Bewick's swans are the smaller subspecies. There is a slight size cline, with the eastern birds being slightly larger; good measurement data only exists for the western populations however. These weigh 3.4–7.8 kg (7.5–17.2 lb), 6.4 kg (14 lb) on average in males and 5.7 kg (13 lb) in females. They measure 115–140 cm (45–55 in) in overall length; each wing is 46.9–54.8 cm (18.5–21.6 in) long, on average 51.9 cm (20.4 in) in males and 50.4 cm (19.8 in) in females. The tarsus measures 9.2–11.6 cm (3.6–4.6 in) in length, the bill 8.2–10.2 cm (3.2–4.0 in), averaging 9.1 cm (3.6 in). Bewick's swan is similar in appearance to the parapatric whooper swan (C. cygnus), but is smaller, shorter-necked and has a more rounded head shape, with variable bill pattern, but always showing more black than yellow and having a blunt forward edge of the yellow base patch. Whooper swans have a bill that has more yellow than black and the forward edge of the yellow patch is usually pointed. The bill pattern for every individual Bewick's swan is unique, and scientists often make detailed drawings of each bill and assign names to the swans to assist with studying these birds. The eastern birds, apart from being larger, tend towards less yellow on the bill, perhaps indicating that gene flow across Beringia, while marginal, never entirely ceased. An apparent case of hybridization between a Bewick's and a vagrant whistling swan has been reported from eastern Siberia. 
Adult whistling swans (C. c. columbianus). Click to magnify for seeing variation in the yellow bill spots.
Adult whistling swan in flight. Seen from below, all "Arctic" swans look almost identical.
Whistling swans weigh 9.5–21 lb (4.3–9.5 kg) – 16 lb (7.3 kg) on average in males and 14 lb (6.4 kg) in females –, and measure 47–59 in (120–150 cm) in length. Each wing is 19.7–22.4 in (50–57 cm) long; the tarsus measures 3.7–4.5 in (9.4–11.4 cm) in length, and the bill is 3.6–4.2 in (9.1–10.7 cm) long. C. c. columbianus is distinguished from C. c. bewickii by its larger size and the mostly black bill, with just a small and usually hard to see yellow spot of variable size at the base. It is distinguished from the largely allopatric trumpeter swan (C. buccinator) of North America by that species' much larger size and particularly long bill, which is black all over except for the pink mouthline, which is stronger than in the whistling swan.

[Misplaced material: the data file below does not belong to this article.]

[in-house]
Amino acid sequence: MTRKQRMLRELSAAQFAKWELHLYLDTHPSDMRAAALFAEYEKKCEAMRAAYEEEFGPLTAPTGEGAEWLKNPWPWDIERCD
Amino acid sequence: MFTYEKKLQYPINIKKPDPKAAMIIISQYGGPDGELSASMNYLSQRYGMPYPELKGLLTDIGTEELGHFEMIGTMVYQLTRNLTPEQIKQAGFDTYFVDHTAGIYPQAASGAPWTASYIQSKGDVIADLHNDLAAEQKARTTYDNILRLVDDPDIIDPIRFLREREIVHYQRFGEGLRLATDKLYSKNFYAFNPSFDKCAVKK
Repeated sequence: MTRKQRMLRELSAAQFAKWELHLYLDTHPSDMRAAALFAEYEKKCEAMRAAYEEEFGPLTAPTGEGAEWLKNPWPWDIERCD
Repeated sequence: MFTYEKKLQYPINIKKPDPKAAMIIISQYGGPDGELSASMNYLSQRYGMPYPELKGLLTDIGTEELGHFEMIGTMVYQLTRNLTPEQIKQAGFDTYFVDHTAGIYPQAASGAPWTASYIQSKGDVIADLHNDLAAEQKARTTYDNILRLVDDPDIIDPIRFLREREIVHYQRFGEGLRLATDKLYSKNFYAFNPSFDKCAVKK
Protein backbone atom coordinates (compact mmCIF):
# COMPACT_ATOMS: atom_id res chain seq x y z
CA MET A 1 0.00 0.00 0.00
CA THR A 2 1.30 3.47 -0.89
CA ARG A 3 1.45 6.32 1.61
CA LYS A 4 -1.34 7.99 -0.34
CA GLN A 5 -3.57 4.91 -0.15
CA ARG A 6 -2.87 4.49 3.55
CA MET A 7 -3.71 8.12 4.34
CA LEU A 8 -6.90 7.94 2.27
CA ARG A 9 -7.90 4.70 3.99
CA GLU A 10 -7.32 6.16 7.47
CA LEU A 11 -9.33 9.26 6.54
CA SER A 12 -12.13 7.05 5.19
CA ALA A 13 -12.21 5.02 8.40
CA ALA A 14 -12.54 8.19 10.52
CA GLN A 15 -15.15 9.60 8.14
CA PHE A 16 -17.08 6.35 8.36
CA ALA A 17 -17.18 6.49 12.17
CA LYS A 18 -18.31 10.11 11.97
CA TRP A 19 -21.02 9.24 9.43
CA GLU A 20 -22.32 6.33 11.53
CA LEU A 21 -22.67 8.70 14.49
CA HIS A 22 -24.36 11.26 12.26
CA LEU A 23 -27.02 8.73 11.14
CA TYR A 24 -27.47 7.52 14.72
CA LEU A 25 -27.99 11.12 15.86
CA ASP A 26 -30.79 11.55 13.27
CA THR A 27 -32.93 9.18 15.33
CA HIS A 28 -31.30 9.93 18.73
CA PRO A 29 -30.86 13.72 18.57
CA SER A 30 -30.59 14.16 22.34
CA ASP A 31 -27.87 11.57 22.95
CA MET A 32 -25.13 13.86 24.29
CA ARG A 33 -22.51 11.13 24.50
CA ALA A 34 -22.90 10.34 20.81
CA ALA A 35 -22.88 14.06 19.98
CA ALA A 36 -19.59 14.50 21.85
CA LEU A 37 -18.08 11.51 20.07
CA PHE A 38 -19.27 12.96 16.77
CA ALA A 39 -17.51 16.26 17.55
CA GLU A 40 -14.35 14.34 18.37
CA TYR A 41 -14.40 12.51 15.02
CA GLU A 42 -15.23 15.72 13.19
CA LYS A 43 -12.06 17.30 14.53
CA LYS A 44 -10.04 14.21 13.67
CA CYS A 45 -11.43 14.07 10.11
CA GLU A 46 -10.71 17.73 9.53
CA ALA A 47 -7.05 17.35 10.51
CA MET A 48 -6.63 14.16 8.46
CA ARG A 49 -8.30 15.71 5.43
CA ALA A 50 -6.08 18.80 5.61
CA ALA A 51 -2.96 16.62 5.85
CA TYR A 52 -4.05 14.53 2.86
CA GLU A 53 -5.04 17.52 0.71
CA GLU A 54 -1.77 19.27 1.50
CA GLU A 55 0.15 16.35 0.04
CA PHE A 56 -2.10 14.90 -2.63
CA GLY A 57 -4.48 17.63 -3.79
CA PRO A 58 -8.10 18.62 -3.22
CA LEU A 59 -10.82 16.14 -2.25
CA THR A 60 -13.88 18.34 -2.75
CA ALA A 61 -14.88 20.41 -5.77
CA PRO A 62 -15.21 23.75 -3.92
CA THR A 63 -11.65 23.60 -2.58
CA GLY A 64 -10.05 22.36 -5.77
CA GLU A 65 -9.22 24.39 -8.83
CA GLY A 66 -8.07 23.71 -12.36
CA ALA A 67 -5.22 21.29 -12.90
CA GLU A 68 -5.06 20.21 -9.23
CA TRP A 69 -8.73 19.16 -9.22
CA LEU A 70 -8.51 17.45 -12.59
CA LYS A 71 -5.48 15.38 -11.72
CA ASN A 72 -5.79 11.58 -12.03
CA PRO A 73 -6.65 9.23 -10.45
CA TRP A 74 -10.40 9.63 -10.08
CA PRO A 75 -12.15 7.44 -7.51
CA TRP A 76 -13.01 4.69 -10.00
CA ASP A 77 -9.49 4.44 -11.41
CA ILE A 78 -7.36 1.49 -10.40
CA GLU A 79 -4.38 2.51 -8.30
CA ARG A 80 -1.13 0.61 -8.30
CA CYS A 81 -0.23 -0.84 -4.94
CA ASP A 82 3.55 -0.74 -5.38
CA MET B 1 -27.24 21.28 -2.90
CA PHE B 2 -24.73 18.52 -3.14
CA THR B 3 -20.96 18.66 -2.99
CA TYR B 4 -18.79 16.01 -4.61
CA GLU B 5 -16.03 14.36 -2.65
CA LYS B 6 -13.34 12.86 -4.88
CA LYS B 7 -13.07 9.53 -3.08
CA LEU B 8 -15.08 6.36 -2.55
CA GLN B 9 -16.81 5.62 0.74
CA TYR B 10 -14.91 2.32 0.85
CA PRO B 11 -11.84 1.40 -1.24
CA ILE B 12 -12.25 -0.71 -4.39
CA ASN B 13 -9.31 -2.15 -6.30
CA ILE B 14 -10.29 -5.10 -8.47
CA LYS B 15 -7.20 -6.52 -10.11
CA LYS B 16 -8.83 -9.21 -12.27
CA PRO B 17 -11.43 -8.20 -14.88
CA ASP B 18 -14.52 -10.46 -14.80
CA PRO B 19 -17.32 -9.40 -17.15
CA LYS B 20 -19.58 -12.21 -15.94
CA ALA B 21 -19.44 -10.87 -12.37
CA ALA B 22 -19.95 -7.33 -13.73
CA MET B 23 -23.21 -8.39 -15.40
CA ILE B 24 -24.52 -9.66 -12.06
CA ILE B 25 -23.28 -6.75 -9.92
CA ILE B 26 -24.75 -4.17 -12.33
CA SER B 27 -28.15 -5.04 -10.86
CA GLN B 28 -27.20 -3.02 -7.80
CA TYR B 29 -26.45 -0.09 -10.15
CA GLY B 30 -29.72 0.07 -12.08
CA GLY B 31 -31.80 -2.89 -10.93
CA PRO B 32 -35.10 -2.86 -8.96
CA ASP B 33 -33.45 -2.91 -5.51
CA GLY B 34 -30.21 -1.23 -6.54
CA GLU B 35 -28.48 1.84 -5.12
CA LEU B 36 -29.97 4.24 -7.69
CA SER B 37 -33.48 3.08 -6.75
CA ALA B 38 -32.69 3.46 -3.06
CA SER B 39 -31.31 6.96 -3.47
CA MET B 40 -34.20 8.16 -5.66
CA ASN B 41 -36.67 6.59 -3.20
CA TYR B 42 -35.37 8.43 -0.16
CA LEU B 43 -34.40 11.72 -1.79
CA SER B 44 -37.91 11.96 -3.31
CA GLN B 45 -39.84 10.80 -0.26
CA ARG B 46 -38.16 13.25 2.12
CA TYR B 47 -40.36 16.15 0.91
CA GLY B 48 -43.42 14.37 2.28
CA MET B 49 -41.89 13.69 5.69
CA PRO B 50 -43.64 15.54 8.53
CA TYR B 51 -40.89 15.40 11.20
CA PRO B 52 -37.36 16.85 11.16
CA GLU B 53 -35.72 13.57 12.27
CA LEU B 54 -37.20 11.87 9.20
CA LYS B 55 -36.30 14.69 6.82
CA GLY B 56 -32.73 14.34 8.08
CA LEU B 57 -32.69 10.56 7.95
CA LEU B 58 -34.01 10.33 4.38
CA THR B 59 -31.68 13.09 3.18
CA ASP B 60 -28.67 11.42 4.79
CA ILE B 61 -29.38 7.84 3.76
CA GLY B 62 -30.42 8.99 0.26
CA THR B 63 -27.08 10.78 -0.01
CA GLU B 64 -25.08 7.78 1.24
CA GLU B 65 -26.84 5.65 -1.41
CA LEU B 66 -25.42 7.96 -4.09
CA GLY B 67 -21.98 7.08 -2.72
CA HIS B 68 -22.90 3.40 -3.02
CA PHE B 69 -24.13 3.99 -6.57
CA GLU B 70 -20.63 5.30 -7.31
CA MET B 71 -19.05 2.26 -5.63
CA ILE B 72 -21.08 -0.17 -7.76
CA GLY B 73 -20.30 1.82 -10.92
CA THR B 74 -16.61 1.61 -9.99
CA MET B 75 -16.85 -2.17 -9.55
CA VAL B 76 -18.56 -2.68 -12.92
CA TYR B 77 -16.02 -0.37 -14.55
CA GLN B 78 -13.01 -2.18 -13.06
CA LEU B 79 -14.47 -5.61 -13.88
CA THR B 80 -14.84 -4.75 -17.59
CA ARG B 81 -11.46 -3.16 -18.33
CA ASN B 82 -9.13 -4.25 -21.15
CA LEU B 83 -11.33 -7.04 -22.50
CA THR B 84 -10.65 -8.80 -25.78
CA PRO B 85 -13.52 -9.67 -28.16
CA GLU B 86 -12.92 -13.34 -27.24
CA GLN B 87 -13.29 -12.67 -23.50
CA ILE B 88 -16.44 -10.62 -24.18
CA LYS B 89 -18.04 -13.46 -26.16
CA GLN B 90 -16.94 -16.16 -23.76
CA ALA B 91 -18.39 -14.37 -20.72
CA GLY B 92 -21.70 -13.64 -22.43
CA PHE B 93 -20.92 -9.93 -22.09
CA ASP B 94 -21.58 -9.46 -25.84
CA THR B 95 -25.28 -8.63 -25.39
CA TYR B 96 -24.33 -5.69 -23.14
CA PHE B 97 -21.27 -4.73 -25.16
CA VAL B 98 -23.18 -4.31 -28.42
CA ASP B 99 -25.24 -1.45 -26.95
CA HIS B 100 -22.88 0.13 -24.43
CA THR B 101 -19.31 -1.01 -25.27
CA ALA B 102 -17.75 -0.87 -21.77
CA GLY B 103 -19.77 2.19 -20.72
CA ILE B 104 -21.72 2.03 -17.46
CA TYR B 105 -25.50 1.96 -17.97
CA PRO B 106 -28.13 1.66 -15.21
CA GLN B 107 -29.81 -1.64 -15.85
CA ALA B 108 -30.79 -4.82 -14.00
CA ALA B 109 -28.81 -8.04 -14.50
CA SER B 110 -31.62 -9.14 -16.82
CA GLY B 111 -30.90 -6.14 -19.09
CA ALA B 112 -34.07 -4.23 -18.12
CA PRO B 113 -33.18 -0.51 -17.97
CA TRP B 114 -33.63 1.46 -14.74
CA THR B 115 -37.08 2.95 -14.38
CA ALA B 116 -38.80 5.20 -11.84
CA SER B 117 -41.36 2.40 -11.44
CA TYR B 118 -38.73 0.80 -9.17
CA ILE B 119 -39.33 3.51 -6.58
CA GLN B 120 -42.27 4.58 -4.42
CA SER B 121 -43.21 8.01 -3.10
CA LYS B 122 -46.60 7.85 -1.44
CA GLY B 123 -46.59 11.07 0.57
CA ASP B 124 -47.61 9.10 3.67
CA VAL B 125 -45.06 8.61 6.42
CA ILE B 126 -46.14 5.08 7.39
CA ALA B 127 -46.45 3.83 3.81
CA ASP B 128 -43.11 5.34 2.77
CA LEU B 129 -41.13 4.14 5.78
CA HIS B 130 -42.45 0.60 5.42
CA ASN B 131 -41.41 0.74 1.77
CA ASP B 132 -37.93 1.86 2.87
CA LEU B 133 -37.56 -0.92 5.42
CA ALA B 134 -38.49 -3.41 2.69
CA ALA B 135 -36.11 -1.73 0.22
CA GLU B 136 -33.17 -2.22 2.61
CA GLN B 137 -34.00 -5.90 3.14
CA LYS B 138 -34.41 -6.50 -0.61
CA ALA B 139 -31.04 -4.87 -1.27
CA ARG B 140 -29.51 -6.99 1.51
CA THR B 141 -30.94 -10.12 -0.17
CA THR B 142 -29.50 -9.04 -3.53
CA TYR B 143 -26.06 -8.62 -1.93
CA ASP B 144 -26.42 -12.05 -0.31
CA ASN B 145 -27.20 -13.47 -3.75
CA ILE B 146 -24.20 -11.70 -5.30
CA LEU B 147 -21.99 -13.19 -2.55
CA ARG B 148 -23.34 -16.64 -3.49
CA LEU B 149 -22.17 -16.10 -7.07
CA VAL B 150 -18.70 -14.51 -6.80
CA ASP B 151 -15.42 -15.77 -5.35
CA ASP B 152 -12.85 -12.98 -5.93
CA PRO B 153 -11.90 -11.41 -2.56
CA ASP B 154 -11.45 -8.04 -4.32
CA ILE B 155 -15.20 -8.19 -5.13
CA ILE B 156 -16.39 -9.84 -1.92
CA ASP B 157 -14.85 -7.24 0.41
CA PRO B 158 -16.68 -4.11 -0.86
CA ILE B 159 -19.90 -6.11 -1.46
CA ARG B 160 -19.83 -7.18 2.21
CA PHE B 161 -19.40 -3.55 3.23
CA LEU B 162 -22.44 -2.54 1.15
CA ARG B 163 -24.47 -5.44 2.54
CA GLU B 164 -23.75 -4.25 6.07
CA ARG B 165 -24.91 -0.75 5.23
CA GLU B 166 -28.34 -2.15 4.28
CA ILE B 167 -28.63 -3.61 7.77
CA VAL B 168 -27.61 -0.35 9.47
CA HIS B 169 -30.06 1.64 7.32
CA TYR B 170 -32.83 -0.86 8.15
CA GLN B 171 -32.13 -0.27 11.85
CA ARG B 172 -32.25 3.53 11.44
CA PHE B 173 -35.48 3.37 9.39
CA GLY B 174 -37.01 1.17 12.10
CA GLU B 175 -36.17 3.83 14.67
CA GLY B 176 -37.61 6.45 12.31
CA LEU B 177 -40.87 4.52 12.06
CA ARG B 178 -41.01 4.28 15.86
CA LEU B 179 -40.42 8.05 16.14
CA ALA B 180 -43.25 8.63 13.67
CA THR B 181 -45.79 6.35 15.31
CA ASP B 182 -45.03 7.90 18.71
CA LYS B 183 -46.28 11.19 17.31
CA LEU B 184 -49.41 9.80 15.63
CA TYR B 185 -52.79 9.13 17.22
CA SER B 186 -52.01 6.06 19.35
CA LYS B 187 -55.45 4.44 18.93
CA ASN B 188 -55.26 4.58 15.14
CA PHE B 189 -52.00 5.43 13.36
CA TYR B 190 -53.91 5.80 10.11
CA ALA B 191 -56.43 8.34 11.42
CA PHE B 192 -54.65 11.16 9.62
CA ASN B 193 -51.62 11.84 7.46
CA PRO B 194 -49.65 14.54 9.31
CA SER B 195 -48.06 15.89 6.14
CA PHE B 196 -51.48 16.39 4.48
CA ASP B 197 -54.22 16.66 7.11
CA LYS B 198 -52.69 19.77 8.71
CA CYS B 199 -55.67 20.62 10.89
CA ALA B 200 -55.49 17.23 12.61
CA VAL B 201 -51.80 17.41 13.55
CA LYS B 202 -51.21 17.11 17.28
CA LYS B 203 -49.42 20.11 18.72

Note that color variations with more or less yellow, or pink instead of yellow or black, are not exceptional, especially in Bewick's swans, which very rarely may even have yellowish feet. The small size and particularly the rather short neck, which make it look like a large white goose, are still distinguishing marks. 
Tundra swans have high-pitched honking calls and sound similar to a black goose (Branta). They are particularly vocal when foraging in flocks on their wintering grounds; any conspecific arriving or leaving will elicit a bout of loud excited calling from its fellows. Contrary to its common name, the ground calls of the whistling swan are not a whistle and neither notably different from that of Bewick's swan. The flight call of the latter is a low and soft ringing bark, bow-wow...; the whistling swan gives a markedly high-pitched trisyllabic bark like wow-wow-wow in flight. By contrast, the whooper and trumpeter swans' names accurately describe their calls—a deep hooting and a higher-pitched French horn-like honk, respectively. Flying birds of these species are shorter-necked and have a quicker wingbeat than their relatives, but they are often impossible to tell apart except by their calls. 
As their common name implies, the tundra swan breeds in the Arctic and subarctic tundra, where they inhabit shallow pools, lakes and rivers. These birds, unlike mute swans (C. olor) but like the other Arctic swans, are migratory birds. The winter habitat of both subspecies is grassland and marshland, often near the coast; they like to visit fields after harvest to feed on discarded grains and while on migration may stop over on mountain lakes. According to National Geographic, when migrating these birds can fly at altitudes of 8 km (5.0 mi) in V formation.